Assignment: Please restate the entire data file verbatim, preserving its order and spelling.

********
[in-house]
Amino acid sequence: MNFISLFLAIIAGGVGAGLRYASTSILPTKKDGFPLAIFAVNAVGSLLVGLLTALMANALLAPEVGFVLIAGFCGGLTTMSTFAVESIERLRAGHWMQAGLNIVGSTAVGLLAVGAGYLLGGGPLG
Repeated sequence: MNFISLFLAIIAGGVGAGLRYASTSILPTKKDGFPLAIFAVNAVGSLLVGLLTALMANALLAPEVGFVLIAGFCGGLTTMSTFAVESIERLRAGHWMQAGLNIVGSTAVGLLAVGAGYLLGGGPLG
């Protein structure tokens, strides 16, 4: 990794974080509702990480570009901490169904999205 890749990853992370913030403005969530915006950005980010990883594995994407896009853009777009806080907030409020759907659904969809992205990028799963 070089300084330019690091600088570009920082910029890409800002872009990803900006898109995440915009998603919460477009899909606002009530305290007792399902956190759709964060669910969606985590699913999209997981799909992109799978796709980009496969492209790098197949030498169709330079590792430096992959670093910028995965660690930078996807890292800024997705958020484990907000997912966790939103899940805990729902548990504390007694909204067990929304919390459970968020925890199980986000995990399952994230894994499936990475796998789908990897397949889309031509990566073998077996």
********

[in-house]
Amino acid sequence: MNFISLFLAIIAGGVGAGLRYASTSILPTKKDGFPLAIFAVNAVGSLLVGLLTALMANALLAPEVGFVLIAGFCGGLTTMSTFAVESIERLRAGHWMQAGLNIVGSTAVGLLAVGAGYLLGGGPLG
Repeated sequence: MNFISLFLAIIAGGVGAGLRYASTSILPTKKDGFPLAIFAVNAVGSLLVGLLTALMANALLAPEVGFVLIAGFCGGLTTMSTFAVESIERLRAGHWMQAGLNIVGSTAVGLLAVGAGYLLGGGPLG
């Protein structure tokens, strides 16, 4: 990794974080509702990480570009901490169904999205 890749990853992370913030403005969530915006950005980010990883594995994407896009853009777009806080907030409020759907659904969809992205990028799963 070089300084330019690091600088570009920082910029890409800002872009990803900006898109995440915009998603919460477009899909606002009530305290007792399902956190759709964060669910969606985590699913999209997981799909992109799978796709980009496969492209790098197949030498169709330079590792430096992959670093910028995965660690930078996807890292800024997705958020484990907000997912966790939103899940805990729902548990504390007694909204067990929304919390459970968020925890199980986000995990399952994230894994499936990475796998789908990897397949889309031509990566073998077996």